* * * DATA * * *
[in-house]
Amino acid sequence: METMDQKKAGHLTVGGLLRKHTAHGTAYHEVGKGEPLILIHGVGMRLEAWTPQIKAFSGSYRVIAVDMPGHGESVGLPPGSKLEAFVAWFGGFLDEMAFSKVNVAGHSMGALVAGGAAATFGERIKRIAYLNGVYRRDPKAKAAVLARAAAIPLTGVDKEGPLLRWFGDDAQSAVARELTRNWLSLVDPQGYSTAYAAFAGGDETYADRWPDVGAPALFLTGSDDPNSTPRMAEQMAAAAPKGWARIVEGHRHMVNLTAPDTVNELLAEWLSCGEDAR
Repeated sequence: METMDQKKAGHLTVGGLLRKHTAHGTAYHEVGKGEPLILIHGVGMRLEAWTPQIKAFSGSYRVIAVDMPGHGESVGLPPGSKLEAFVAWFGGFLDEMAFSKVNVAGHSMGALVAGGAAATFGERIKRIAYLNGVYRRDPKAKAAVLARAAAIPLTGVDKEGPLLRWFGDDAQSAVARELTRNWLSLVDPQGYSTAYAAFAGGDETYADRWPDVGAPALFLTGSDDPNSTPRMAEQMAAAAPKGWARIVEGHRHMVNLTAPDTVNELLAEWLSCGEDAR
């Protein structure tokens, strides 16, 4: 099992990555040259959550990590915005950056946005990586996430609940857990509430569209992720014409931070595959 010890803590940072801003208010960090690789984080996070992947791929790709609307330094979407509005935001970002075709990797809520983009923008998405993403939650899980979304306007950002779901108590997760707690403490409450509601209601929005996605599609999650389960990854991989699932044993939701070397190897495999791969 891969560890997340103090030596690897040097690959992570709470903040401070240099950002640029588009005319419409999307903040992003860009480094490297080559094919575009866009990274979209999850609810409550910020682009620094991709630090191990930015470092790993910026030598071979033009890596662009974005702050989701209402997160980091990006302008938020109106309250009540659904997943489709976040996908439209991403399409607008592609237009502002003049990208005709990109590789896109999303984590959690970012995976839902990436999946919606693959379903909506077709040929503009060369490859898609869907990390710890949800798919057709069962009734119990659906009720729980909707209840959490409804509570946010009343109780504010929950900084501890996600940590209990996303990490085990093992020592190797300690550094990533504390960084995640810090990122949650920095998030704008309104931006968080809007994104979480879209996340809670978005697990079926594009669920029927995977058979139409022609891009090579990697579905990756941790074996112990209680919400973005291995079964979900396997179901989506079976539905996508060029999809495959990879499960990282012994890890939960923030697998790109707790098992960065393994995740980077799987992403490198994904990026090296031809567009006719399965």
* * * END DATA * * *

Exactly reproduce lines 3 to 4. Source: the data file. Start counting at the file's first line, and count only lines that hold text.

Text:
Repeated sequence: METMDQKKAGHLTVGGLLRKHTAHGTAYHEVGKGEPLILIHGVGMRLEAWTPQIKAFSGSYRVIAVDMPGHGESVGLPPGSKLEAFVAWFGGFLDEMAFSKVNVAGHSMGALVAGGAAATFGERIKRIAYLNGVYRRDPKAKAAVLARAAAIPLTGVDKEGPLLRWFGDDAQSAVARELTRNWLSLVDPQGYSTAYAAFAGGDETYADRWPDVGAPALFLTGSDDPNSTPRMAEQMAAAAPKGWARIVEGHRHMVNLTAPDTVNELLAEWLSCGEDAR
């Protein structure tokens, strides 16, 4: 099992990555040259959550990590915005950056946005990586996430609940857990509430569209992720014409931070595959 010890803590940072801003208010960090690789984080996070992947791929790709609307330094979407509005935001970002075709990797809520983009923008998405993403939650899980979304306007950002779901108590997760707690403490409450509601209601929005996605599609999650389960990854991989699932044993939701070397190897495999791969 891969560890997340103090030596690897040097690959992570709470903040401070240099950002640029588009005319419409999307903040992003860009480094490297080559094919575009866009990274979209999850609810409550910020682009620094991709630090191990930015470092790993910026030598071979033009890596662009974005702050989701209402997160980091990006302008938020109106309250009540659904997943489709976040996908439209991403399409607008592609237009502002003049990208005709990109590789896109999303984590959690970012995976839902990436999946919606693959379903909506077709040929503009060369490859898609869907990390710890949800798919057709069962009734119990659906009720729980909707209840959490409804509570946010009343109780504010929950900084501890996600940590209990996303990490085990093992020592190797300690550094990533504390960084995640810090990122949650920095998030704008309104931006968080809007994104979480879209996340809670978005697990079926594009669920029927995977058979139409022609891009090579990697579905990756941790074996112990209680919400973005291995079964979900396997179901989506079976539905996508060029999809495959990879499960990282012994890890939960923030697998790109707790098992960065393994995740980077799987992403490198994904990026090296031809567009006719399965």